• Muni has been SFUSD’s de-facto school buses at least as long as I’ve been alive. Urban school districts who can’t even afford teachers don’t get “happy little buses” for field trips or otherwise. Large groups of kids are irritating and boisterous and a pain during rush hour, but they’re citizens; don’t they have the right to use a public utility in the same way we all do? Why do we feel entitled to decide who gets to ride the bus and when? Because we’re white and professional and therefore better users of the system? That’s gross.

    The ballerinas on the 5 are adorable, and methinks you dudes doth protest too much. Are you really so menaced by a group of wafer-thin giggling 14 year old girls in bun hairdos and skinny jeans, or is it just that you can’t keep from staring??

  • As a non-white, albeit professional user of the system, I balk at the suggestion (and please correct me if that’s not the intentional suggestion) that encouraging some kind of protocol is akin to banning kids and otherwise underprivileged groups from public transit.

    A sense of entitlement in any group (whether it’s a school group, a conference, or a tourist group) is not good; it’s even worse than a sense of entitlement within individuals, because your power in numbers negatively impacts people that much more.

    To me, filling a bus or train with 30 kids during commute hour seems like it starts to go that way. Timing field trips so they don’t impede the commute (as BART does with bikes during commute hours), or some kind of protocol (ensuring that protocol is followed properly is another story altogether) seems like it’s in order; if only to make sure everyone, including field trippers, get a fair shake at using the public transit their parents paid for with their tax money.

  • ummm

    My partner is a school teacher. He would often have to take large groups of kids on field trips on Muni. Most of the time it would be in the middle of the day, but if a speaker was giving a lecture first thing in the morning, they were mixed in with the commuters. Granted most of his kids were well behaved, but 30 kids is 30 kids. However, they had one incident where three buses in a row refused to stop for them despite only being half full – each driver shaking their head at them. So, since it was clear that kids were not welcome on Muni, the parents got together and arranged a carpool. Instead of the kids riding supervised on public transit, Muni’s unwelcome posture (echoed by many of the comments here) the kids now all ride in eight private cars, filling our streets with more car trips. Great job Muni!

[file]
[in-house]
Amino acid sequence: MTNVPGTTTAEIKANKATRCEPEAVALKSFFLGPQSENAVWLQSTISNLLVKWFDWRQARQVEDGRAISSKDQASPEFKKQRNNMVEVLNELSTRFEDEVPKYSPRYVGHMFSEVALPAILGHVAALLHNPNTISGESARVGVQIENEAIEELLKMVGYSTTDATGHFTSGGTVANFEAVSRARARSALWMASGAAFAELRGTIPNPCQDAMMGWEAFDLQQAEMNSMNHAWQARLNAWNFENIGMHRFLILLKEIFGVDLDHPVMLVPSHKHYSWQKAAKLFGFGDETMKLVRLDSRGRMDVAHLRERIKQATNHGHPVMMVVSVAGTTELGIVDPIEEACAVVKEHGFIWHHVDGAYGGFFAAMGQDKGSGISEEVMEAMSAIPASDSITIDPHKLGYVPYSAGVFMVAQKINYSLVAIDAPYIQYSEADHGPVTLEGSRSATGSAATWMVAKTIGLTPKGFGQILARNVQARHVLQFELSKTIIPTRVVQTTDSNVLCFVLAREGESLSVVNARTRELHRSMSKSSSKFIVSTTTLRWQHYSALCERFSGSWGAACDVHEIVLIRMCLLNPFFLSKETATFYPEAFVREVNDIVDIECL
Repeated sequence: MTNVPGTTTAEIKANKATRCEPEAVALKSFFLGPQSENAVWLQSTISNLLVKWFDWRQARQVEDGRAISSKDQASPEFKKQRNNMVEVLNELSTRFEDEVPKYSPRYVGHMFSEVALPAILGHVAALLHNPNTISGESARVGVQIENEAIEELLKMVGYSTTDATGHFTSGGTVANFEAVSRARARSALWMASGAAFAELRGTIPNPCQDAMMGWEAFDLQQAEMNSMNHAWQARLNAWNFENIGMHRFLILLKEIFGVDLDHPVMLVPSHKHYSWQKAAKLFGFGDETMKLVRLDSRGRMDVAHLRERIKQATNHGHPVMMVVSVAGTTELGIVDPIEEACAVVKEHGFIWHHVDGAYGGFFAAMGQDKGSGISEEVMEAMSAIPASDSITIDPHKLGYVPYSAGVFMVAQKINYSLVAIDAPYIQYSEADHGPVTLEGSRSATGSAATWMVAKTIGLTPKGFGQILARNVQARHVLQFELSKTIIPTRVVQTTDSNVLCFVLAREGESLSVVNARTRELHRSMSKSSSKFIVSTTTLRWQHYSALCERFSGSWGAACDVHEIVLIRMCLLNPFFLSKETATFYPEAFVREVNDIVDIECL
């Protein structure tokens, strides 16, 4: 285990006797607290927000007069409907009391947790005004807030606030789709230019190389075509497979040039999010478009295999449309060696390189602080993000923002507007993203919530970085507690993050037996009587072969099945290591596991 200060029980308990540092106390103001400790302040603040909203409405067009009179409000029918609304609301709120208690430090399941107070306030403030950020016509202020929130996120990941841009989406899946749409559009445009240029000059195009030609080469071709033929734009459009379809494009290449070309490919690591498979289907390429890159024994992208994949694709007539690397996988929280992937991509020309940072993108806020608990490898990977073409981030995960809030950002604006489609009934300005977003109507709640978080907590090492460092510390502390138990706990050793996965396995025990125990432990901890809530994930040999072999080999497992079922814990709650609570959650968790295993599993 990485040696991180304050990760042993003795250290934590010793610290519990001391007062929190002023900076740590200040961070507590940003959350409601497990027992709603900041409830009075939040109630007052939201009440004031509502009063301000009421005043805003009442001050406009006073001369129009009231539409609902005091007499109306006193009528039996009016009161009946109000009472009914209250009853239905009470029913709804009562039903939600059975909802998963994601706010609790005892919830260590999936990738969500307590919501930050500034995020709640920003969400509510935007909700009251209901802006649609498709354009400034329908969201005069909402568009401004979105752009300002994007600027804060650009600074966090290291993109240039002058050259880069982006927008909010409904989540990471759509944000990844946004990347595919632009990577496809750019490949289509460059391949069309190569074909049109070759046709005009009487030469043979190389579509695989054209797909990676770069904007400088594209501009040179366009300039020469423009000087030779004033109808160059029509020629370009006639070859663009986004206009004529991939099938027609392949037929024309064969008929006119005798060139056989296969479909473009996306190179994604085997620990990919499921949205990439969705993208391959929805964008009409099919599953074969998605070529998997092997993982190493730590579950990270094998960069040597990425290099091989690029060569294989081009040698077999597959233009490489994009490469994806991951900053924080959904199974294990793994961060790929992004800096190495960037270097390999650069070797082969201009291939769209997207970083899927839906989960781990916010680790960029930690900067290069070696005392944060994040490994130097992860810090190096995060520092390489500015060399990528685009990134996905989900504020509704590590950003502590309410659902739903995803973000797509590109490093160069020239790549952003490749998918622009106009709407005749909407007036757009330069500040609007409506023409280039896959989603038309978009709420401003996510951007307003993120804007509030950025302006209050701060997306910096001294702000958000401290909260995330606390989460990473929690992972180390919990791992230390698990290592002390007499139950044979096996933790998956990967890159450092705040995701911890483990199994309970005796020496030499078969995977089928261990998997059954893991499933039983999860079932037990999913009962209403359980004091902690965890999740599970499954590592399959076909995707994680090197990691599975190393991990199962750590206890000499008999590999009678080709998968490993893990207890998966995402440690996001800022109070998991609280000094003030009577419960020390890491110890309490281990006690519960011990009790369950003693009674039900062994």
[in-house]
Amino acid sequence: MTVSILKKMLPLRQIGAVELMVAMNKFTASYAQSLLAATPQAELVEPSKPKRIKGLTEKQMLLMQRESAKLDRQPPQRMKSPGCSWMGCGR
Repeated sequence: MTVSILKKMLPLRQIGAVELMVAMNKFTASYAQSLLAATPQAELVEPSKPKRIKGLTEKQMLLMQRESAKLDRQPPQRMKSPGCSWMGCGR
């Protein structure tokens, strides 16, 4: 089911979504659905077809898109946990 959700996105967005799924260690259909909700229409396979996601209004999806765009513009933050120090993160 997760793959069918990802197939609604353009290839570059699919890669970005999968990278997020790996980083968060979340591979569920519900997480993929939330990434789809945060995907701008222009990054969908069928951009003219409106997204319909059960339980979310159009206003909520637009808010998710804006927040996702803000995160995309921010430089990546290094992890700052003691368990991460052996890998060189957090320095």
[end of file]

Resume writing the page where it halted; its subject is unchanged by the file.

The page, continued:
Here is the deal. The kids are going on a field trip whether we like it or not. Telling them to rent a bus for the day at $600 is not an option. So, they will get there however they can.

  • @ummm…you raise some very interesting points, particularly about drivers considering groups of field-trippers persona non-grata on transit. That’s certainly not acceptable, which is why the point about “reserving” a bus (or at least telling Muni that you’d like to use one at x time at x stop on x day) seemed like a good first step to me. Of course, this is all dependent upon Muni accepting this arrangement as necessary and fair.

    They’re going to use transit, of course, as $600 for a bus just isn’t going to happen. But the issue of determining what’s fair for all users of the system still remains, I think.

  • @ummm: also, timing is an issue for sure. If a lecture happens at 9 a.m., there’s just no other way around that, you’re right.

  • I would love to see the Muni Diaries post about the MTA hearing In Which We Discover SFUSD is “Reserving” Buses in the Morning And That’s Why Your Bus to Work Didn’t Show Up. P.S. Guess How Much Overtime This Is Costing Us!?